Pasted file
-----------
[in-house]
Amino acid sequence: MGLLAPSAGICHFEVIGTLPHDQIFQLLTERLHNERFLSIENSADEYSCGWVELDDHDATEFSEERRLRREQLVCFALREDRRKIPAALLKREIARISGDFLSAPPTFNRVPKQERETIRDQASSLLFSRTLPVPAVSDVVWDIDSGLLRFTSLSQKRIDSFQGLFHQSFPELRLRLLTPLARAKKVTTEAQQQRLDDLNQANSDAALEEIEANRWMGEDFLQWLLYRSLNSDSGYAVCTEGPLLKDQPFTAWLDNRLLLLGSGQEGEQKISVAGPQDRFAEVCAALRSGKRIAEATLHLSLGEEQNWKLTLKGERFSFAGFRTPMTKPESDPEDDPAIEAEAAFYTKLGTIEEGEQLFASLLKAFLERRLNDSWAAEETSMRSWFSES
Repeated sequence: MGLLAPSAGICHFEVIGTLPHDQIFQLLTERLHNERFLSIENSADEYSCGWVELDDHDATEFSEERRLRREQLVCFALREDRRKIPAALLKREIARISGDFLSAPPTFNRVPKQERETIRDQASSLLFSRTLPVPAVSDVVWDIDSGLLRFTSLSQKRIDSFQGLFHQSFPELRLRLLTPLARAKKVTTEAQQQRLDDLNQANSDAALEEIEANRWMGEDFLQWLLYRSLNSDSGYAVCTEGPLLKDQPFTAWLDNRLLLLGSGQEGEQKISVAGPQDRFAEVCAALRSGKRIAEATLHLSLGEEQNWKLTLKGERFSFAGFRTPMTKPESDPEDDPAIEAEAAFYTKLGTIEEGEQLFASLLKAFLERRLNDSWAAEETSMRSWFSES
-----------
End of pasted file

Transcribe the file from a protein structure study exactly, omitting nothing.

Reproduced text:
[in-house]
Amino acid sequence: MGLLAPSAGICHFEVIGTLPHDQIFQLLTERLHNERFLSIENSADEYSCGWVELDDHDATEFSEERRLRREQLVCFALREDRRKIPAALLKREIARISGDFLSAPPTFNRVPKQERETIRDQASSLLFSRTLPVPAVSDVVWDIDSGLLRFTSLSQKRIDSFQGLFHQSFPELRLRLLTPLARAKKVTTEAQQQRLDDLNQANSDAALEEIEANRWMGEDFLQWLLYRSLNSDSGYAVCTEGPLLKDQPFTAWLDNRLLLLGSGQEGEQKISVAGPQDRFAEVCAALRSGKRIAEATLHLSLGEEQNWKLTLKGERFSFAGFRTPMTKPESDPEDDPAIEAEAAFYTKLGTIEEGEQLFASLLKAFLERRLNDSWAAEETSMRSWFSES
Repeated sequence: MGLLAPSAGICHFEVIGTLPHDQIFQLLTERLHNERFLSIENSADEYSCGWVELDDHDATEFSEERRLRREQLVCFALREDRRKIPAALLKREIARISGDFLSAPPTFNRVPKQERETIRDQASSLLFSRTLPVPAVSDVVWDIDSGLLRFTSLSQKRIDSFQGLFHQSFPELRLRLLTPLARAKKVTTEAQQQRLDDLNQANSDAALEEIEANRWMGEDFLQWLLYRSLNSDSGYAVCTEGPLLKDQPFTAWLDNRLLLLGSGQEGEQKISVAGPQDRFAEVCAALRSGKRIAEATLHLSLGEEQNWKLTLKGERFSFAGFRTPMTKPESDPEDDPAIEAEAAFYTKLGTIEEGEQLFASLLKAFLERRLNDSWAAEETSMRSWFSES